Refrigerated warehouses and cold storage facilities were once considered unattractive investments for several, salient reasons: exceedingly high construction costs, enormous power demands (and the expensive, complex infrastructure to satisfy them) and relatively low demand among end-users. The facilities are still complex and costly, but demand for them shot up quickly during the pandemic and particularly in highly populated sections of the country.
According to the “National Industrial Report” issued by CommercialEdge, there is “currently nearly seven million square feet of new cold storage space under construction across the country and an additional 10 million square feet being planned.” In addition, “cold storage properties accounted for more than $2 billion in sales volume” last year.
Pandemic drives demand for cold storage
A key driver of that demand is food. Over the last two years, consumers have avoided restaurants, cooked homemade meals and subscribed to meal kit services. Consequently, the need for cold storage facilities situated near major population centers skyrocketed.
Consumers have become increasingly health conscious since 2020, which has led to the choice of fresher and sustainable food, including more fruit, vegetables and seafood with short shelf lives. Wary of on-going supply chain issues, large segments of the population are also stocking up on certain food items that can be frozen for an extended period of time, which is placing additional pressure on available cold storage spaces.
Abnormally high demand was also generated by pharmaceutical companies in need of refrigerated space to store raw materials used to produce vaccines and other drugs.
High costs, delayed materials prolong construction
Refrigerated warehouses and cold storage facilities can cost up to $220 per square foot to construct, as compared to the $100 per square foot for typical warehouse product. Construction timelines can be nearly six months longer for a cold storage building, based on its complexity, and retrofitting a dry warehouse into a cold facility rarely saves any time or money as compared to ground-up construction. According to the CommercialEdge report, the worldwide production of magnesium – an essential chemical element used in cold storage construction – may be curtailed due to its harmful impact on the environment, which will elevate prices and increase overall costs.
Cold storage differs from traditional spec warehouse model
Constructing cold storage space on a speculative basis can be tricky due to the varying needs of end-users, suggests Drew Enstice, Director of Business Development for ARCO Design/Build Industrial. He explains that it is difficult, if not impossible, to predict the amount of freezer space, cooler space and room temperature space required by a company, as well as the size and complexity of the production or packaging area needed.
“We’ve seen speculative cold storage in other areas of the country, but very few instances in the Baltimore/DC area so far,” Enstice stated. “We continue to field inquiries from end-users who have outgrown their current space or are looking to move from a 3PL to their own warehouse, but the cost of building their own building is a little more than they’re ready to take on alone. It seems like the need is definitely there and it will be interesting to see what happens locally with cold storage buildings in the next several years.”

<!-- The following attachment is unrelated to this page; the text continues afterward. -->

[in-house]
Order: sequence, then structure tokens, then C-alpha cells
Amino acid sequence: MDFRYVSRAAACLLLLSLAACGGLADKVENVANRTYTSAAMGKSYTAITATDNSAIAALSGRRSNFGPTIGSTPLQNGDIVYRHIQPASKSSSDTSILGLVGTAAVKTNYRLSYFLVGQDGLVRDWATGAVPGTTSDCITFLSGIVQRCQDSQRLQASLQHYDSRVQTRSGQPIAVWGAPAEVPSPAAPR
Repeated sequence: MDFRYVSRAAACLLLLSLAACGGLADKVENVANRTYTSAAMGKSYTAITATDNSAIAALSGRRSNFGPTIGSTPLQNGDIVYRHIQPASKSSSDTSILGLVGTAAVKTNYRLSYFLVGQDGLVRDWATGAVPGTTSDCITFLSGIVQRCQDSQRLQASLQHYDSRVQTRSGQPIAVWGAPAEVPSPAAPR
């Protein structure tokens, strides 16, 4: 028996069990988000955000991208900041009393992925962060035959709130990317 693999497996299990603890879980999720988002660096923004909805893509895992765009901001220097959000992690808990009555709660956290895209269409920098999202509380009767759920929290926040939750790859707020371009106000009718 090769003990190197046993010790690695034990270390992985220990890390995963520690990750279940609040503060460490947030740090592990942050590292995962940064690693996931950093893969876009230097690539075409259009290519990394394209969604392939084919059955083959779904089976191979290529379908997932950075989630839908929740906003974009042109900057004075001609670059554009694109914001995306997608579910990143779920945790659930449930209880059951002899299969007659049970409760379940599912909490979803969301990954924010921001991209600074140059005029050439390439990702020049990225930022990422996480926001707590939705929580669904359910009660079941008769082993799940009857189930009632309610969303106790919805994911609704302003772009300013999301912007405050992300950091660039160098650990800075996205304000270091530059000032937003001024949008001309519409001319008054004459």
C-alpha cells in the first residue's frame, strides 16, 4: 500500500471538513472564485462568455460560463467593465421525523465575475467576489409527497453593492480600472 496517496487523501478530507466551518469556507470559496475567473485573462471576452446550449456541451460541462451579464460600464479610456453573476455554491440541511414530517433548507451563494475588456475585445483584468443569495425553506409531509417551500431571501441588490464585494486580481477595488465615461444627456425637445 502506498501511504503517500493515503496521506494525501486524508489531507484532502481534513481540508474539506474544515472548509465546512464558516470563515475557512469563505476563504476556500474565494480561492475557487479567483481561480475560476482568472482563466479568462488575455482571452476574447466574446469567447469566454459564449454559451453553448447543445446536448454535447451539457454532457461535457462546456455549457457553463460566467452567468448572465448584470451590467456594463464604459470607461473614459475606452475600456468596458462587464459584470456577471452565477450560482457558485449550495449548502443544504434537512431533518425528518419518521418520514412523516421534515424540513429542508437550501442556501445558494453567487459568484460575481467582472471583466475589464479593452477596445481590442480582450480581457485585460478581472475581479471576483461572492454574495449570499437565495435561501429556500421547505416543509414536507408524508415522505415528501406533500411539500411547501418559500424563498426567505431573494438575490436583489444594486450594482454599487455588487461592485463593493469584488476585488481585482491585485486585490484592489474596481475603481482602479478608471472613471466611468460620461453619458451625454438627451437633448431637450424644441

Maximizing ROI with ‘fractionalization’
Larry Goodwin, Principal of 1788 Holdings, LLC – a commercial real estate and investment firm based in Bethesda, Maryland – now takes a contrarian view to investing in this asset class after studying the use of smaller cold storage facilities in numerous markets across the country.
“The common belief was to lease a 20,000 to 50,000 square foot cold storage warehouse to one large tenant, similar to the method utilized by traditional dry warehouse buildings, but the scarcity and the daunting investment per square foot to build spaces for smaller users of this product type calls for a different approach, in our view,” explained Goodwin.
He describes a “fractionalization” tactic which entails segmenting a refrigerated space into smaller sections or bays and then leasing these subdivided spaces at a square footage cost significantly higher that what would be charged to a full-building end-user. In order to control the activity by various users within a space, the landlord can also take an “Iron Mountain” approach to inventory stocking and retrieval where they charge additional fees for each pallet or box of inventory coming and going from the space (to account for higher turnover users and scheduling of loading dock usage).
“For instance, restaurants in the immediate area, which previously would need to invest capital to build cold storage facilities within their backrooms – incurring extensive upfront costs and taking away precious space – could now rent out exactly what they need,” said Goodwin. “The multiplier effect of this approach would enable a landlord/investor to realize significantly higher leasing costs. We also see boutique food manufacturing companies as a high probability target audience for this use. By comparison, pharmaceutical companies typically develop build-to-suit cold storage facilities or lease the entire building, so they are not good leasing candidates.”